Most Recent. In Christopher Machell.

Christopher Machell

Film Review: Scream VI

★★★★☆ One year on from the events of the previous franchise entry, Ghostface is up to their old tricks again, slicing and dicing their way through a new batch of shrieking victims, the action now shifted to New York. With the new generation of Screamers now firmly installed, headed by the Carpenter sisters Sam and Tara (Melissa Barrera, Jenna Ortega), can the ghost(face)s of the past be laid to rest?

Film Review: Creed III

★★★☆☆ His heavyweight champion status secured, the now-retired Adonis Creed (Michael B. Jordan) spends his days lounging around his Hollywood mansion, having tea parties with daughter Amara (Mila Davis-Kent) and running his gym with coach Little Duke (Wood Harris). But when a long-forgotten figure from Adonis’ past returns, his future is thrown into question.

Film Review: Ant-Man and The Wasp: Quantumania

★★★☆☆ Ant-Man’s (Paul Rudd) third standalone outing confirms his status as among the Marvel machine’s most reliably entertaining, if middling, product lines. Ant-Man and The Wasp: Quantumania may be lacking in any discernible drama or emotional stakes but it is easily one of the most solidly entertaining and spectacular of Marvel’s ‘Phase 4’ run of film and television.

Film Review: Esme, My Love

★★★☆☆ As she drives down a narrow, poorly lit road through a forest, a woman is momentarily distracted and veers into the path of an oncoming lorry. Swerving, she avoids catastrophe and stops the car to check on the child on the back seat, still blissfully sleeping. Death is always close in producer-turned-director Cory Choy’s debut feature Esme, My Love, a magical-realist drama that is consistently intriguing but never quite fulsome enough to become compelling.

Film Review: Women Talking

★★★★☆ Based on Miriam Toews 2018 novel of the same name, itself inspired by a series of crimes committed against the women of a Mennonite community between 2005 and 2009, Canadian actor-turned-director Sarah Polley’s latest is described as a ‘work of female imagination’ but is about very real experience.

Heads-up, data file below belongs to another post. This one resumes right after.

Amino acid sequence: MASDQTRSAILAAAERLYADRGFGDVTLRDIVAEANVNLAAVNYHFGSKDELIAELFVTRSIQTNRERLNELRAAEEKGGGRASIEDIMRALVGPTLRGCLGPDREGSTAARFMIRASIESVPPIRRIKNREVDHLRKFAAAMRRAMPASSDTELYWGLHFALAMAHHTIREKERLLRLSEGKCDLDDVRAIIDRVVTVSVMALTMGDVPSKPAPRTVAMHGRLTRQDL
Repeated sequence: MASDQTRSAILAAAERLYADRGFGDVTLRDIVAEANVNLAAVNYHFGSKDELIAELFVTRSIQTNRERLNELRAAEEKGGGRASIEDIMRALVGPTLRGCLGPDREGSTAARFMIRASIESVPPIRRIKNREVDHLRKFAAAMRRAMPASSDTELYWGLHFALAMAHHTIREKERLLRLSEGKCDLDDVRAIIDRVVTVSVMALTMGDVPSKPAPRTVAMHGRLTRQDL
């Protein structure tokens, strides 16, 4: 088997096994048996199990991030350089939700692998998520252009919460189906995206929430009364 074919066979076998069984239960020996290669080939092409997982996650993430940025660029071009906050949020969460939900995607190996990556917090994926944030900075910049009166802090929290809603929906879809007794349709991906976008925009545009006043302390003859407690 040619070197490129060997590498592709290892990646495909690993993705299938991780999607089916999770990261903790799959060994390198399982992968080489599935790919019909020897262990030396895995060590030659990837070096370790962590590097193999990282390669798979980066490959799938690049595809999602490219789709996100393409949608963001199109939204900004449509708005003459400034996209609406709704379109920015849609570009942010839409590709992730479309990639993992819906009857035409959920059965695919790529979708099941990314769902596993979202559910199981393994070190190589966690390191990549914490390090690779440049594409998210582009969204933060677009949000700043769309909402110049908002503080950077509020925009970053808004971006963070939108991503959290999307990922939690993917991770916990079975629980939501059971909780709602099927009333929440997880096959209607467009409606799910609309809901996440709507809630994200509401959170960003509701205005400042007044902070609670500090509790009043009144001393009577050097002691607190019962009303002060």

Film Review: Blue Jean

★★★★★ It is 1988 and Section 28 – the notorious legislative clause that banned teachers from discussing homosexual relationships with students – has just come into effect. Lesbian Tyneside PE teacher Jean (Rosy McEwen) lives in fear of being discovered by her colleagues in Georgia Oakley’s astonishing feature debut.

Film Review: EO

★★★★☆ Inspired by Robert Bresson’s Au Hasard Balthazar, veteran Polish filmmaker Jerzy Skolimowski’s latest is a darkly comic and moving fable about a wayward donkey living through fate’s tender mercies. EO is at once a cinematic curiosity, a compelling drama and a harrowing portrait of cruel whimsy.

Film Review: Shadowplay

★★☆☆☆ After his girlfriend is killed in a brutal attack, former boxer and paramedic Jan (Milan Ondrík) falls into profound despair. Exploring themes of guilt, masculinity and justice, boxing-inflect crime film from Slovakian director Peter Bebjak shows much promise, but fails to coalesce into a coherent vision.

Film Review: January

★★★☆☆ Bulgarian documentarian Andrey Paounov turns his hand to fiction in this adaptation of Yordan Radichkov’s 1974 play. January is an intriguing, eerie, ponderous narrative set entirely within the confines of a forest cabin. Religious allegories, monochrome photography and folk horror trappings ensue.

Film Review: Holy Spider

★★★☆☆ Five years on from his neo-Scandi fairytale Border, Ali Abbasi returns with a noirish serial killer thriller. As we have come to expect from the Iranian-born director, Holy Spider combines genre thrills with social commentary, though its balance isn’t quite as finely tuned as much of his previous work.